Neuroblastoma

About 700 children in the U.S. are diagnosed annually with neuroblastoma, a common type of cancer that begins in the neck, chest, abdomen, pelvis or, most commonly, in the adrenal gland. Each year, 10 - 15 children with neuroblastoma treated in the Gill Center. Our multidisciplinary approach to develop treatment plans ensures that each child receives the best possible care. 

The Neuroblastoma Program team is led by Tanya Watt, M.D., a pediatric oncologist with specialized interest in the care of children with neuroblastoma. The team also includes pediatric surgeons with expertise in removing these tumors, as well as pediatric pathologists and pediatric radiologists.  

After a patient is admitted to Children’s, the team quickly biopsies the tumor to determine a diagnosis and then develops a treatment plan that relies typically on chemotherapy and surgery. Surgeons play a critical role in treating neuroblastoma, because some lower-stage tumors can be treated solely with surgical resection. Therefore, most of our pediatric surgeons are members of the Children’s Oncology Group. Oftentimes children with aggressive forms of neuroblastoma require stem cell transplants. In fact, the majority of autologous stem cell transplants performed at Children’s are patients with neuroblastoma. To help provide continuity of care for families of children with these tumors both during and after transplant, Dr. Watt also participates in the Gill Center’s Stem Cell Transplant Program.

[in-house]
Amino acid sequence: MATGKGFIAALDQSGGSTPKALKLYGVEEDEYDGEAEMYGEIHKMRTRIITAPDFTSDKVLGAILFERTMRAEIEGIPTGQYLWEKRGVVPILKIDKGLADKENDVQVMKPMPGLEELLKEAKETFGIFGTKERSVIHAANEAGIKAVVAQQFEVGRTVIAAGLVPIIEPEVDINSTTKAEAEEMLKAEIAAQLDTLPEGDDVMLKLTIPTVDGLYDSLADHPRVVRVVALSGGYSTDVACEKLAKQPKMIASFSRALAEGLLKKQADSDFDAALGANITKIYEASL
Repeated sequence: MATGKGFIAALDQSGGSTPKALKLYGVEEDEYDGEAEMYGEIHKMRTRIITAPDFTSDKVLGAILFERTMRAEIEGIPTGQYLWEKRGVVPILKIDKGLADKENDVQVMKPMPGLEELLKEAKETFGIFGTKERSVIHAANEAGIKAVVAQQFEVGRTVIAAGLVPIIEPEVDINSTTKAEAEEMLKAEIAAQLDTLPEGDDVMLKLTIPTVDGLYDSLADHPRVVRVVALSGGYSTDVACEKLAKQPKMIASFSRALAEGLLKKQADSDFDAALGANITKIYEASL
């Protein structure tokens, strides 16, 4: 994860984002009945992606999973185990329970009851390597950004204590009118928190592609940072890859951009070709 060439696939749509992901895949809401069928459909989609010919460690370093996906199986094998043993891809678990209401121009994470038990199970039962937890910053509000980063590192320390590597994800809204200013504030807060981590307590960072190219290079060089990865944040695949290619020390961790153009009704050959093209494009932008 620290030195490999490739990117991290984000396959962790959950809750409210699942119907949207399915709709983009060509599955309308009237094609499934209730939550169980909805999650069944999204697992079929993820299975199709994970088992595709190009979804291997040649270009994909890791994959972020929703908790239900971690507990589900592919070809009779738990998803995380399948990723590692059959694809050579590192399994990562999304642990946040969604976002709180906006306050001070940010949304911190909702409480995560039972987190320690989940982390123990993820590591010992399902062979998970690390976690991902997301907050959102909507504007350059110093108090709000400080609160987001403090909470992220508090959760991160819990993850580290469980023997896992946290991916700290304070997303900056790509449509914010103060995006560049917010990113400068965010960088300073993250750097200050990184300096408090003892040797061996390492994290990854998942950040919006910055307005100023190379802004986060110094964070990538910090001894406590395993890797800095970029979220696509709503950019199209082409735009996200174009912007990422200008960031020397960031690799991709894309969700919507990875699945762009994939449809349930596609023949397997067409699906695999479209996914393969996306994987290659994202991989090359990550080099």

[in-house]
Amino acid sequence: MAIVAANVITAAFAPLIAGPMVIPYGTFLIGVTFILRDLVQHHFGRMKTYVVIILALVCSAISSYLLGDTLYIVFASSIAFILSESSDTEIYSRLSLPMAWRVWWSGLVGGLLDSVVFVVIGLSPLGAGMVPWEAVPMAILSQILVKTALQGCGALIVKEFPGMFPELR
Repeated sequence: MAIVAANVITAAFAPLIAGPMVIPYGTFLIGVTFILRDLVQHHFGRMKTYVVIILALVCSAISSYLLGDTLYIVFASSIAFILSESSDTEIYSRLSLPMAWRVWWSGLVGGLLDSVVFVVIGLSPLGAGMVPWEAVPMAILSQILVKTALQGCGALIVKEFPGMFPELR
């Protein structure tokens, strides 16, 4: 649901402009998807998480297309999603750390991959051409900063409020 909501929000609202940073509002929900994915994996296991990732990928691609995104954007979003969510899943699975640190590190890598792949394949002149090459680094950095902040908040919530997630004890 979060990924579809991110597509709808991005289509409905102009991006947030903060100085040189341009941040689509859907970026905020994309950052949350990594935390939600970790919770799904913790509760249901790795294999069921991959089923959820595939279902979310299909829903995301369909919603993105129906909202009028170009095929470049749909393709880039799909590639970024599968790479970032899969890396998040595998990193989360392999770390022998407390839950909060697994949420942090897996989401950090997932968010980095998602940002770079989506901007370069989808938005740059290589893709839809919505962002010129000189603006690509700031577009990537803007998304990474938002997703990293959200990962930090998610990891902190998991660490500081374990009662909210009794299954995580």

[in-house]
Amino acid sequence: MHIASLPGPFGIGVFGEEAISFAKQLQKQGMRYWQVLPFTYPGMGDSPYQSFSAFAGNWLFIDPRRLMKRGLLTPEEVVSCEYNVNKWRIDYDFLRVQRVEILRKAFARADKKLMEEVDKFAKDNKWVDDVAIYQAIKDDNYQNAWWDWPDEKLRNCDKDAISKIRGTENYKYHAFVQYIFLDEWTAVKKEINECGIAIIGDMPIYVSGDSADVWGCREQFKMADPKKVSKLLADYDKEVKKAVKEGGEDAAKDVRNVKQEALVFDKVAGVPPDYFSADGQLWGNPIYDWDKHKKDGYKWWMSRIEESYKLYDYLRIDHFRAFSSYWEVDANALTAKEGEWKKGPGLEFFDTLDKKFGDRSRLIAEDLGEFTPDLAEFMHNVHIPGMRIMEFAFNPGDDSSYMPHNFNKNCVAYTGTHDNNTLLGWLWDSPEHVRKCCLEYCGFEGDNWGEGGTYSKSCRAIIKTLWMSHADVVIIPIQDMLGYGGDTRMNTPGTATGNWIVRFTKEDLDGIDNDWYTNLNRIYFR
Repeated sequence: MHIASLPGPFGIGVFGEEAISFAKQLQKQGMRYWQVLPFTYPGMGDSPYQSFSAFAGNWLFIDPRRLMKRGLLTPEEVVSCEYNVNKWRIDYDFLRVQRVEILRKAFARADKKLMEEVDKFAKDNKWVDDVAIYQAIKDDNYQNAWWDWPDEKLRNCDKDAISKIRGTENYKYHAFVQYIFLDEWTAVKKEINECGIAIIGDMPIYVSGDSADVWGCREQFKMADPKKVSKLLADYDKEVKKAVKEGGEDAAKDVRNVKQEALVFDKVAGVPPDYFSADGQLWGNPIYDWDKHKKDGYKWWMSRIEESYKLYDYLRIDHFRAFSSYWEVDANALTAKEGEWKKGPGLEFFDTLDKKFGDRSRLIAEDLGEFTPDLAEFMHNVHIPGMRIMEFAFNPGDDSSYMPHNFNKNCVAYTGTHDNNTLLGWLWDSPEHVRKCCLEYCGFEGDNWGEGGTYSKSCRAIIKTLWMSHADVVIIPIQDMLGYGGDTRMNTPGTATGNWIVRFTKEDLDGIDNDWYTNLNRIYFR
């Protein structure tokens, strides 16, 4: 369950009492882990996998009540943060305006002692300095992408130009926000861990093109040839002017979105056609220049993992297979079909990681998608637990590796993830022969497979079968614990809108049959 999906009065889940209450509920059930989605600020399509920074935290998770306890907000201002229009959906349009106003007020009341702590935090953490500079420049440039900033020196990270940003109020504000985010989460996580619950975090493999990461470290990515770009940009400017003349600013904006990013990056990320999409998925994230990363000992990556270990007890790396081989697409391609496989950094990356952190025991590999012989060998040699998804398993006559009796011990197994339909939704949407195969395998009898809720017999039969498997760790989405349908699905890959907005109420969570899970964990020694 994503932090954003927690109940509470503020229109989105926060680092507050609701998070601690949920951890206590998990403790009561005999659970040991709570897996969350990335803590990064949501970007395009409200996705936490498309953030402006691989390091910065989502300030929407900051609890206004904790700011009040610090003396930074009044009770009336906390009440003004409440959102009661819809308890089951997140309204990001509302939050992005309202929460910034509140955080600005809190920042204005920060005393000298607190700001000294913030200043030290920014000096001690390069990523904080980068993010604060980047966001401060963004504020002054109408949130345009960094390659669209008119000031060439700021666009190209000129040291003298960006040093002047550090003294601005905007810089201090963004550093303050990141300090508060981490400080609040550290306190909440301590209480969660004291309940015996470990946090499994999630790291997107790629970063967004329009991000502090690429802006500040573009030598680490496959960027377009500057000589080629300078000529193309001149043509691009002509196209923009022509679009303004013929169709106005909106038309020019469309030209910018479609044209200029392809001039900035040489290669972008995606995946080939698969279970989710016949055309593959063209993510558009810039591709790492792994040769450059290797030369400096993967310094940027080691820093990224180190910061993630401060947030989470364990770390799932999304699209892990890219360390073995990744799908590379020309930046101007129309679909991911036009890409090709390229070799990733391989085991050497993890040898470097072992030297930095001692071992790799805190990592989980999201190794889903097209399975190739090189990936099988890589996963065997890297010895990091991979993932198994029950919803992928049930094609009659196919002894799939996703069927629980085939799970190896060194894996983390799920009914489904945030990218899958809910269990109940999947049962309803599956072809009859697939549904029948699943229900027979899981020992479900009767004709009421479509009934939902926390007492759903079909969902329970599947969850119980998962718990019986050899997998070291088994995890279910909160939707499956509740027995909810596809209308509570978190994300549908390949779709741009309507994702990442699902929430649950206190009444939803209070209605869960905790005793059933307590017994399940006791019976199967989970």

Program Highlights

  • Program led by Dr. Tanya Watt, UT Southwestern’s Dedman Family Scholar in Clinical Care 
  • Features an experienced multidisciplinary team and coordination with the Gill Center’s Stem Cell Transplant Program  
  • Treats about 20 new patients annually  
  • Active participant in Children’s Oncology Group clinical trials 

Contact Cancer and Blood Disorders

214-456-2382

Contact Cancer and Blood Disorders at Legacy

469-303-4400

Contact the Cancer and Blood Disorders Referral Coordinator

214-456-2978